So, I'm writing a new YA novel. No! No. The other books I've written have not been published yet, but one day they might and in the meantime, a girl's gotta stay busy.
My new story takes place in Nashville, TN, because I love the South and want my books to take place there. At least my first few books. Things could change. I live in New York now and also love the North. But I'm from Mississippi and maybe it was the heat and humidity I endured throughout childhood. Maybe it was all those early day trips to New Orleans--the French Quarter leaves an impression, y'all! Maybe it was living in Memphis and visiting Graceland during college. Maybe it was frequent relationship-related trips to Nashville after moving to NYC and frequent Jewish weddings in West Palm Beach throughout my twenties. Maybe it was having my mom stuck in FEMA housing for a year after Katrina hit. Maybe it was watching the Mississippi Gulf Coast rebuild, post-Katrina, despite the looming threat of global warming and more frequent, bigger hurricanes. Whatever. Probably a combination of all those things. But the South is burned into my brain. Although the North is also cool.
I am a walking/talking peace treaty between the Union and the Confederacy.
Anyway, my next book is set in Nashville. I don't want to say too much other than that I'm currently learning a ton about Music City USA--including devouring every ounce of info on The Hermitage Website. The Hermitage (in Hermitage, TN) was Andrew Jackson's home from early adulthood, throughout his Presidency and up until his death in 1845. Fascinating stuff, especially given the current election year antics. Yeesh. Honestly? Politics looked to be just as vicious and oily nearly 200 years ago as they do today. Just no Fox News, MSNBC or Internet!
Most interesting new fact to me: Andrew Jackson was America's first Democrat!
Ahhhhhh…book research is awesome.
Next up on my Nashville-info-quest: research on The Grand Ol Opry, Brentwood and boots...Type your paragraph here.
SCBWI Conferences Rock!
Just registered for the NJ SCBWI conference being held this year in at the Hyatt Regency in New Bruswick. I'm so excited! Unless you collaborate regularly or have a gang of readers and critique partners (I LOVE my gang), writing can be a solitary profession. Solitary can be good, but too much time alone can lead to hallucinations and mutterings and tankards of Cabernet. Believe me--I know! The Society of Children's Books Writers and Illustrators is unceasingly awesome in the opportunities it allows us to gather, network with each other--as well as publishing professionals--and to share the pain of rejection and living inside one's mind much of the time with those who TOTALLY understand. The NJ conference (June 3rd & 4th this year) is one of my favorites because it allows for lots of volunteer opportunities, too! Interested? Check out their website by clicking here!!Type your paragraph here.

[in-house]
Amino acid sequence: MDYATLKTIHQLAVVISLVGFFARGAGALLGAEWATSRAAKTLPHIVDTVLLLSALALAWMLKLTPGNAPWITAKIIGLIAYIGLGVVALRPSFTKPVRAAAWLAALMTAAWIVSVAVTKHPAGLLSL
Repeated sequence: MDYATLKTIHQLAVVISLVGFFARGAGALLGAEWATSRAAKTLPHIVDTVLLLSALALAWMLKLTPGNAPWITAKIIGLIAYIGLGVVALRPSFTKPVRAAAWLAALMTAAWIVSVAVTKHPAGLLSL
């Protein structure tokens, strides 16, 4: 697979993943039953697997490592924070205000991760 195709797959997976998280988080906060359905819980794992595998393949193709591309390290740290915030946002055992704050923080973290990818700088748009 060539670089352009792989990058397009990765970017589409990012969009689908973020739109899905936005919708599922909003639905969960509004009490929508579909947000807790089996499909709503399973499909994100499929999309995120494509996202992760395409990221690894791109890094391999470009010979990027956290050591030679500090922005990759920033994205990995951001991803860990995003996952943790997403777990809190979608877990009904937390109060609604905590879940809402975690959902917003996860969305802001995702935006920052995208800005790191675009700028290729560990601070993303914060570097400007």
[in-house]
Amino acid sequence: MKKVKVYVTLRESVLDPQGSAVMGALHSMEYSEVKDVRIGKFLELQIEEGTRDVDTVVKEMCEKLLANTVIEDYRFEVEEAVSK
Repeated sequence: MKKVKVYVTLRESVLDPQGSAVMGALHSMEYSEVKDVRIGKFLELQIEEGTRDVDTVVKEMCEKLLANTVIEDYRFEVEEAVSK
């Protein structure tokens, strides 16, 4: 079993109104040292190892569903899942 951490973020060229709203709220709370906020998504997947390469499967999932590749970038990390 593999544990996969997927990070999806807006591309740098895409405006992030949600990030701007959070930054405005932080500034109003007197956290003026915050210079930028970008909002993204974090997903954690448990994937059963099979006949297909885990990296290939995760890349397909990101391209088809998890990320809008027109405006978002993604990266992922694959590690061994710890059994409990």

Let The Research Begin!!
Goodbye, Cursive & Keyboards:(
I'm a pretty laid back mom who typically lets my kids have free reign of the TV. I let them pick their own books, mags and comics. They can roam the hood within a few blocks, knocking on doors and asking for play dates. And, most importantly (I think), I depend on them to do their schoolwork on their own--everything from buying pencils with money earned from babysitting and cleaning the house, to approaching their teacher for help during designated office hours. Don't get me wrong! I love their teachers and know the material they're learning in class and am active in the PTA--BOY, do I help with a lot of fund raisers!
Last night, though, my daughter needed extra help on her 6th grade literary essay and something struck me.
Yes, my kids have great grades. And, yes, all the kids in their top-notch, Westchester elementary schools are dealing well with the common core. But not sure that any of that matters if none of them know how to...write?
Last night, I noticed that my daughter had painstakingly printed seven, enormous paragraphs in long-hand and was now trying to type and revise with the "hunt and peck" method. Not only did she admit to having forgotten what little cursive was taught and then dropped in 3rd & 4th grade, but she'd never learned proper keyboarding. Ever! And not only had she not learned to type, but there were no plans to teach typing at any point through out the remainder of her middle or high school years.
Coincidentally, I caught my 8th grader writing a report on his school issued iPad with his thumbs. His thumbs! We're not talking a 140 character blurb, here. Or a single emoji text. This was several paragraphs of material that he was having to compose with correct punctuation using only two of his ten digits.
His thumbs, you guys!
As a woman who has recently had enough literary success to officially declare herself a writer, I'm saddened by the fact that my kids simply can't. Write, that is. There is no greater high than to be able to skim across QWERTY and produce words at the speed of thought. I can't imagine future generations being robbed of this skill. And cursive! Ugh! In the absence of a good keyboard, cursive is the only other way to get thoughts down on paper quickly.
I found these two articles that mirror my angst somewhat: article one and article two.
And as much as I love my hand's-off approach to education in lieu of making cupcakes to raise money for new playgrounds, I guess I will tune in and inquire more actively about this generation's inability to get thought to paper with ease.